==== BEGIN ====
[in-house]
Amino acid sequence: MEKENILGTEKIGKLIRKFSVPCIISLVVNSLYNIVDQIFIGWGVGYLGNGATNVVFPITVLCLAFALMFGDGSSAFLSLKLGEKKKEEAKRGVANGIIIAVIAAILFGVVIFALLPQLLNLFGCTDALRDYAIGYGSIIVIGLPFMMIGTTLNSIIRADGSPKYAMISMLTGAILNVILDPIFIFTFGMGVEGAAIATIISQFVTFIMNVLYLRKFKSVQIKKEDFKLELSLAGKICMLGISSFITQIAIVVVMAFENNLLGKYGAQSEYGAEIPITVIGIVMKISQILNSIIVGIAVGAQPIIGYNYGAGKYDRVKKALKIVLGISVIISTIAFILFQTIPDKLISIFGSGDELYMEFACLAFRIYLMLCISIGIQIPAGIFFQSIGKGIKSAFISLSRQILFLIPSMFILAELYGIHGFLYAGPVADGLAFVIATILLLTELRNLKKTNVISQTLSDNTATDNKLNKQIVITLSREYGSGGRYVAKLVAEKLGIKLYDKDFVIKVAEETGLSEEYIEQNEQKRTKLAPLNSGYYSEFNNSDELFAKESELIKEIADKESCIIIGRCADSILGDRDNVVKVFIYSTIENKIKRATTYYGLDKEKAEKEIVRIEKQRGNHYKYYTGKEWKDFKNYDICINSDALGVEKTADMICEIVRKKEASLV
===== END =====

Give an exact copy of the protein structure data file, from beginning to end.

[in-house]
Amino acid sequence: MEKENILGTEKIGKLIRKFSVPCIISLVVNSLYNIVDQIFIGWGVGYLGNGATNVVFPITVLCLAFALMFGDGSSAFLSLKLGEKKKEEAKRGVANGIIIAVIAAILFGVVIFALLPQLLNLFGCTDALRDYAIGYGSIIVIGLPFMMIGTTLNSIIRADGSPKYAMISMLTGAILNVILDPIFIFTFGMGVEGAAIATIISQFVTFIMNVLYLRKFKSVQIKKEDFKLELSLAGKICMLGISSFITQIAIVVVMAFENNLLGKYGAQSEYGAEIPITVIGIVMKISQILNSIIVGIAVGAQPIIGYNYGAGKYDRVKKALKIVLGISVIISTIAFILFQTIPDKLISIFGSGDELYMEFACLAFRIYLMLCISIGIQIPAGIFFQSIGKGIKSAFISLSRQILFLIPSMFILAELYGIHGFLYAGPVADGLAFVIATILLLTELRNLKKTNVISQTLSDNTATDNKLNKQIVITLSREYGSGGRYVAKLVAEKLGIKLYDKDFVIKVAEETGLSEEYIEQNEQKRTKLAPLNSGYYSEFNNSDELFAKESELIKEIADKESCIIIGRCADSILGDRDNVVKVFIYSTIENKIKRATTYYGLDKEKAEKEIVRIEKQRGNHYKYYTGKEWKDFKNYDICINSDALGVEKTADMICEIVRKKEASLV